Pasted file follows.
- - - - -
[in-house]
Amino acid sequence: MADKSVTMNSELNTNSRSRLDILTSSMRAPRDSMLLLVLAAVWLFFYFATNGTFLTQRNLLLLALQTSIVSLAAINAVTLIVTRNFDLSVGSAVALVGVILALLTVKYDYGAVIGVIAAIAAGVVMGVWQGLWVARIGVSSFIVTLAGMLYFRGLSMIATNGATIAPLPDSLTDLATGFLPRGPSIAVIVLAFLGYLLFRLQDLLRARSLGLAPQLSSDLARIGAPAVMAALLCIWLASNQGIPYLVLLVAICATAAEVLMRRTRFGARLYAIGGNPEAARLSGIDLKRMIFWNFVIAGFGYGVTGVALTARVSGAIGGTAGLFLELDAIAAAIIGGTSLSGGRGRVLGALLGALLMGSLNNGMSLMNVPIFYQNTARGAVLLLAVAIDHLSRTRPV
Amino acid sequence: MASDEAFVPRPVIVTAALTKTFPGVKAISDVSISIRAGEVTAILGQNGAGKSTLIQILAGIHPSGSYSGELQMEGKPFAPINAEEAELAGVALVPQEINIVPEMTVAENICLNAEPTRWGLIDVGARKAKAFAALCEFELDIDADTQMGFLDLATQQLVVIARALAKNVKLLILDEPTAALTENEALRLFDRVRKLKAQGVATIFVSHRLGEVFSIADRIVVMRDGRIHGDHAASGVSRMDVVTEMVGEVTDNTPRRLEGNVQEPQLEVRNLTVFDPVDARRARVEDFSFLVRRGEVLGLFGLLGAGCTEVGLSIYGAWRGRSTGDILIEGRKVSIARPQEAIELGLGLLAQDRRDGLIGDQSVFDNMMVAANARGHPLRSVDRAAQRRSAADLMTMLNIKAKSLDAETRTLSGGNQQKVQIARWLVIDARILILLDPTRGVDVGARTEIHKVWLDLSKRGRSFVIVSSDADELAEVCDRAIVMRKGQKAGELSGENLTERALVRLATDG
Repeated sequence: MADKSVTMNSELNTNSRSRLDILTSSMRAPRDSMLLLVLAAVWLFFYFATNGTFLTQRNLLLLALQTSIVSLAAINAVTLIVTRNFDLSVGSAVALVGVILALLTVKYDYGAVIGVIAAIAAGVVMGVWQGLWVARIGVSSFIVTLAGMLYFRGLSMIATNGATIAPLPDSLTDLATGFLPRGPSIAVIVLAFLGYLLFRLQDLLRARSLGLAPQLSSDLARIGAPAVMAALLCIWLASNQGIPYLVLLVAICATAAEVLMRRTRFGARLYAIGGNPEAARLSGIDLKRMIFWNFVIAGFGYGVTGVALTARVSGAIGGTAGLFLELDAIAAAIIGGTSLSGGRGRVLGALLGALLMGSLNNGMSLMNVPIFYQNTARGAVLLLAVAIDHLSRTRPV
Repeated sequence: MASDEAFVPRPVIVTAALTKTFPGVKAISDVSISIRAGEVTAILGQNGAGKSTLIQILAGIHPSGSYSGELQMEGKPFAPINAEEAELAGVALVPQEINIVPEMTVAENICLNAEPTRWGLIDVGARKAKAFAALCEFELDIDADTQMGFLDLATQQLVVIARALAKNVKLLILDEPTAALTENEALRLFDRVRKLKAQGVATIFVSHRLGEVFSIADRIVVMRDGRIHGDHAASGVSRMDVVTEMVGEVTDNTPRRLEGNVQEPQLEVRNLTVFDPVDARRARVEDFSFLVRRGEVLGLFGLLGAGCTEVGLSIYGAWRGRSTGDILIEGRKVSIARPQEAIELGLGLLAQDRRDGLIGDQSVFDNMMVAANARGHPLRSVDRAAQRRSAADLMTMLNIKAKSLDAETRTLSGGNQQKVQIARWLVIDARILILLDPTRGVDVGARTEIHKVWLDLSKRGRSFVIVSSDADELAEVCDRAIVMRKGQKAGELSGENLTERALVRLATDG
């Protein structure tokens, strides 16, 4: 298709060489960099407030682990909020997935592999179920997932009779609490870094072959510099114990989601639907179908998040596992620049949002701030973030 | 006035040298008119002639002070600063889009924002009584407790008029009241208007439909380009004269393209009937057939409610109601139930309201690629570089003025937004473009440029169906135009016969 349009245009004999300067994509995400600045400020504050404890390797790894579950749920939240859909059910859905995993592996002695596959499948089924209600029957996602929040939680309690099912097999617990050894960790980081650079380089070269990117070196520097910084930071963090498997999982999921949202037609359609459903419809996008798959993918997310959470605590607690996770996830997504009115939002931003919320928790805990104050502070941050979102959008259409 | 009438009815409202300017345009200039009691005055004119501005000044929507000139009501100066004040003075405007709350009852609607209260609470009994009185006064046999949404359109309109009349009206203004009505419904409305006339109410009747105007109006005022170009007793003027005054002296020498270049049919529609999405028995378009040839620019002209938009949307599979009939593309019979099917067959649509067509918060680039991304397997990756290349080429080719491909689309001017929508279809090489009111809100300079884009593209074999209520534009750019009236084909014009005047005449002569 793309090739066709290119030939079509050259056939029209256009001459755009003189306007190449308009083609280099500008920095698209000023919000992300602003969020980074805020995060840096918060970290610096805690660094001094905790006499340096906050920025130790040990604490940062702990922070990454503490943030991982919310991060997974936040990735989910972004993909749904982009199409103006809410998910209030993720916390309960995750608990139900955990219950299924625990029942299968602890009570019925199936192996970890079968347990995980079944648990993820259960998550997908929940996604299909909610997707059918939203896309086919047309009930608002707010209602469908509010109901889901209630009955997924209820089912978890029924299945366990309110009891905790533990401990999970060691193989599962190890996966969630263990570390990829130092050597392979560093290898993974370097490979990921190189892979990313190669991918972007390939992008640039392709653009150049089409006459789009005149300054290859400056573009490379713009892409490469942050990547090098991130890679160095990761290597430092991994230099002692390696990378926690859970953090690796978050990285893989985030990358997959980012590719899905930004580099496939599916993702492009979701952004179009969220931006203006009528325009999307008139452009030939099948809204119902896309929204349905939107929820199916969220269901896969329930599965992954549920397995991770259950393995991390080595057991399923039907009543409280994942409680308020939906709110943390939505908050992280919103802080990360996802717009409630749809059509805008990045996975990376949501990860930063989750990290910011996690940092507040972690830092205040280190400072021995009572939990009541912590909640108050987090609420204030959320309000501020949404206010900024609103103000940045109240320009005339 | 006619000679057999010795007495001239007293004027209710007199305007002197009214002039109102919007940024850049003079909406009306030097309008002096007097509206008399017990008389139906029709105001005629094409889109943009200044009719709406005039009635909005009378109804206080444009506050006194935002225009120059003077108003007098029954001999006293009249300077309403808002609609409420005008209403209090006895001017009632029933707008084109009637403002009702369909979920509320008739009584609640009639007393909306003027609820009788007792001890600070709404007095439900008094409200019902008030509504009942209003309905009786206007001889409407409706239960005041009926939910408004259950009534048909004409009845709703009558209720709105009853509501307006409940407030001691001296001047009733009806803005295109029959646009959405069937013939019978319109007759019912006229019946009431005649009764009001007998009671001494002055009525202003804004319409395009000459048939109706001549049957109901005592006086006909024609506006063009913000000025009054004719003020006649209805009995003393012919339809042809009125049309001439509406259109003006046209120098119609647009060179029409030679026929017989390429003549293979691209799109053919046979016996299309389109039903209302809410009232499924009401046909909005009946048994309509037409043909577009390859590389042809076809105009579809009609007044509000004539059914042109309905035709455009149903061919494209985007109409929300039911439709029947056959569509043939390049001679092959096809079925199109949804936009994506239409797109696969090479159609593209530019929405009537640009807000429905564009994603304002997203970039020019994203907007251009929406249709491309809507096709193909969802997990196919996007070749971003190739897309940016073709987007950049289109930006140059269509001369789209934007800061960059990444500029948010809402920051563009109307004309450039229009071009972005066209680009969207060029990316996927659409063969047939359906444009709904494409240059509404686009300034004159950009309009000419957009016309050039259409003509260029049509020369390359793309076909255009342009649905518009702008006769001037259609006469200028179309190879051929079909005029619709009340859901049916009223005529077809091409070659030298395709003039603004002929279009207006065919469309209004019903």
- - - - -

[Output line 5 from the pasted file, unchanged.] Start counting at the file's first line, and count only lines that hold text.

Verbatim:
Repeated sequence: MASDEAFVPRPVIVTAALTKTFPGVKAISDVSISIRAGEVTAILGQNGAGKSTLIQILAGIHPSGSYSGELQMEGKPFAPINAEEAELAGVALVPQEINIVPEMTVAENICLNAEPTRWGLIDVGARKAKAFAALCEFELDIDADTQMGFLDLATQQLVVIARALAKNVKLLILDEPTAALTENEALRLFDRVRKLKAQGVATIFVSHRLGEVFSIADRIVVMRDGRIHGDHAASGVSRMDVVTEMVGEVTDNTPRRLEGNVQEPQLEVRNLTVFDPVDARRARVEDFSFLVRRGEVLGLFGLLGAGCTEVGLSIYGAWRGRSTGDILIEGRKVSIARPQEAIELGLGLLAQDRRDGLIGDQSVFDNMMVAANARGHPLRSVDRAAQRRSAADLMTMLNIKAKSLDAETRTLSGGNQQKVQIARWLVIDARILILLDPTRGVDVGARTEIHKVWLDLSKRGRSFVIVSSDADELAEVCDRAIVMRKGQKAGELSGENLTERALVRLATDG